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  #1 (permalink)  
Old 09 Apr 2007, 06:05 am
kaash
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Default Missouri Auto workers support Bush's push for fuel-efficient cars

President Bush told a crowd of auto workers on the outskirts of Kansas
City Tuesday that the hybrid vehicles they make are fitting examples
of the fuel-efficient vehicles he hopes to see filling roads in the
future.
Read More
http://9updates.blogspot.com/2007/03...-bushs_21.html

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  #2 (permalink)  
Old 09 Apr 2007, 10:14 am
Gordon McGrew
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Default Re: Missouri Auto workers support Bush's push for fuel-efficient cars

On 9 Apr 2007 04:05:01 -0700, "kaash" <kashifraza.tbm@gmail.com>
wrote:

>President Bush told a crowd of auto workers on the outskirts of Kansas
>City Tuesday that the hybrid vehicles they make are fitting examples
>of the fuel-efficient vehicles he hopes to see filling roads in the
>future.
>Read More
>http://9updates.blogspot.com/2007/03...-bushs_21.html


Meanwhile, he is pushing for revisions of the CAFE regulations which
will allow manufacturers to build more monster SUVs without penalty.

Hey George, if you want to do something about fuel efficiency, why
don't you propose incentives for consumers and manufacturers to
purchase and build fuel efficient cars instead of monster trucks.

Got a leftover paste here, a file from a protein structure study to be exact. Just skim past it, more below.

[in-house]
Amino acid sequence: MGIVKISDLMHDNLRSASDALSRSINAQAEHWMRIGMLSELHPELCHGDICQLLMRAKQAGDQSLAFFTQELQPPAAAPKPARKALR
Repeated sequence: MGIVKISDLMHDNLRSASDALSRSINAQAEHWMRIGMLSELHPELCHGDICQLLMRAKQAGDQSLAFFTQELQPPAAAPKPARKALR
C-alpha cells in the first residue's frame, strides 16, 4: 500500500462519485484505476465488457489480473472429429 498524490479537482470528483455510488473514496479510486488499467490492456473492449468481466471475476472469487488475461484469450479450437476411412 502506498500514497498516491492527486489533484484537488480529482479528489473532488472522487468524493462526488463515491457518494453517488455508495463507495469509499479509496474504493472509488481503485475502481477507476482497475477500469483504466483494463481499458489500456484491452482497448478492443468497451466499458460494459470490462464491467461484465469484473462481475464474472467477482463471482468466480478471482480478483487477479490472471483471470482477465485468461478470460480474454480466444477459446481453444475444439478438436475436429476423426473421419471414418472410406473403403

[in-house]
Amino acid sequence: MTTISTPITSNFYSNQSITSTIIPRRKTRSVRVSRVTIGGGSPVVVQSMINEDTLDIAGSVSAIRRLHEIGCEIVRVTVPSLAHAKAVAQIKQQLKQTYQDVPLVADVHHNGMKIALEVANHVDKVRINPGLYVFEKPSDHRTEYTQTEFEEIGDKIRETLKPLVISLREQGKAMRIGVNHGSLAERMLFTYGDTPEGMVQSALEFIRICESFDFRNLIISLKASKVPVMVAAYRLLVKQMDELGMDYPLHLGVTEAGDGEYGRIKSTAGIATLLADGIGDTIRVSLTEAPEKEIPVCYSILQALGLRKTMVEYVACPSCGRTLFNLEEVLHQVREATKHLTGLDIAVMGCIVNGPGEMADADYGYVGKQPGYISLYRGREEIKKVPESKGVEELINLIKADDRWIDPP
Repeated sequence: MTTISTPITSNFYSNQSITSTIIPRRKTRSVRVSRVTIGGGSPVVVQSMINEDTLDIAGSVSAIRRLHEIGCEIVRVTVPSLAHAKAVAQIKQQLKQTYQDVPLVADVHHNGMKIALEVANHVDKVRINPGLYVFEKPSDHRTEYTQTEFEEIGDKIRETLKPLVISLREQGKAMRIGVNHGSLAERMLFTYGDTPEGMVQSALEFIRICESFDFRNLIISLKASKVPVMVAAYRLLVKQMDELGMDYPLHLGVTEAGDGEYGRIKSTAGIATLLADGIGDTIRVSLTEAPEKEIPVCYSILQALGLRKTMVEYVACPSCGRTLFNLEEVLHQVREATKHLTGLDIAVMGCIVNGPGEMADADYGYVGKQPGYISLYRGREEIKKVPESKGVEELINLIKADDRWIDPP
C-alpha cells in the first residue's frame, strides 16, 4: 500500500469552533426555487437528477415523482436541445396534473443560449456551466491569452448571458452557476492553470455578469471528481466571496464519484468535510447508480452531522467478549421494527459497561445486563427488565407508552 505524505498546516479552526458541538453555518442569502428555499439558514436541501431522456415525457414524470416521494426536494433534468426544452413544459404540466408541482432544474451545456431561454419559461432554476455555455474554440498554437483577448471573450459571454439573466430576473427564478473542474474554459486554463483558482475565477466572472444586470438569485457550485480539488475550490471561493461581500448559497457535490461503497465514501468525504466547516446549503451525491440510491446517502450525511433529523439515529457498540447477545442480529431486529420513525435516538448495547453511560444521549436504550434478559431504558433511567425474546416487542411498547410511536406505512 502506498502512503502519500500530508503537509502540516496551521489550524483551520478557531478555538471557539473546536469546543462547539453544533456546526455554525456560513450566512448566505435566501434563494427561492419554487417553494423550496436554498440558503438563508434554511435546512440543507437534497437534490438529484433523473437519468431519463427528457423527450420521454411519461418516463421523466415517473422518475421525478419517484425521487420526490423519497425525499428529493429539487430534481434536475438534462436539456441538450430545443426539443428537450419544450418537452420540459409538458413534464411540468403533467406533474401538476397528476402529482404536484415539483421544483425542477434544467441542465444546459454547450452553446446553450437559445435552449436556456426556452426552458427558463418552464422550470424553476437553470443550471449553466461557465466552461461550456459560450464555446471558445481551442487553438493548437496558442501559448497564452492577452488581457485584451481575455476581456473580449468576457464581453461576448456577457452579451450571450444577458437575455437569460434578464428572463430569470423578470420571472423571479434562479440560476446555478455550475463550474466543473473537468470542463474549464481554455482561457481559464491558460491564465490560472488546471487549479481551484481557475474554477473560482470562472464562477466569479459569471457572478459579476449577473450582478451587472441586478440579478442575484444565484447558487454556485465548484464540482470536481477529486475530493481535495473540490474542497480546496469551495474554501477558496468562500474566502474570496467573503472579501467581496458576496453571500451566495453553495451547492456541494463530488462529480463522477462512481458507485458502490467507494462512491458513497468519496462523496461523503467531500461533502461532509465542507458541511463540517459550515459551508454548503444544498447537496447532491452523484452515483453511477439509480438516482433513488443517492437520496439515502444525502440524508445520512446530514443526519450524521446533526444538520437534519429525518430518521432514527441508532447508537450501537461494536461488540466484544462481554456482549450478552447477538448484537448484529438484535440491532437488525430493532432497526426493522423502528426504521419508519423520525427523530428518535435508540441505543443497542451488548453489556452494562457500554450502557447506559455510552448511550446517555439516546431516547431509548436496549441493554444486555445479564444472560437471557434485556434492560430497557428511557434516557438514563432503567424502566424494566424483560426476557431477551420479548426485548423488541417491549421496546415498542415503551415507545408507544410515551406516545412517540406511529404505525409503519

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  #3 (permalink)  
Old 09 Apr 2007, 10:42 am
isquat@gmail.com
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Default Re: Missouri Auto workers support Bush's push for fuel-efficient cars

On Apr 9, 8:14 am, Gordon McGrew <RgEmMcOgVr...@mindspring.com> wrote:
> Hey George, if you want to do something about fuel efficiency, why
> don't you propose incentives for consumers and manufacturers to
> purchase and build fuel efficient cars instead of monster trucks.


People who want them can buy them now. If you don't want that
shitbox there are other choices such as honda civic hybrid
and (a used) insight for you. You have a choice to work for a company
that partially pays for such a shitbox.
You want MORE from the government and the corporate?

I don't want a Toyolet prius thank you very much.
I hope that whoever tightens CAFE standards for cars
any further will fall the victim of the next Timothy James McVeigh
that he creates in that process.
Could not care less about the trucks. Why won't they screw
up the requirement for trucks?

The car drivers are already screwed
with the previous CAFE version and other regulations that apply
to cars but not the trucks.

As if it was not enough there is more regulatory shit in the
form of the mandatory stability control coming my way.

The useless ****s in DOT and NHTSA have too much time on their
hands and their tiny reptilian brains are just uncapable of
processing the corner cases correctly.
What a pitiful bunch.

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  #4 (permalink)  
Old 09 Apr 2007, 01:46 pm
Gordon McGrew
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Default Re: Missouri Auto workers support Bush's push for fuel-efficient cars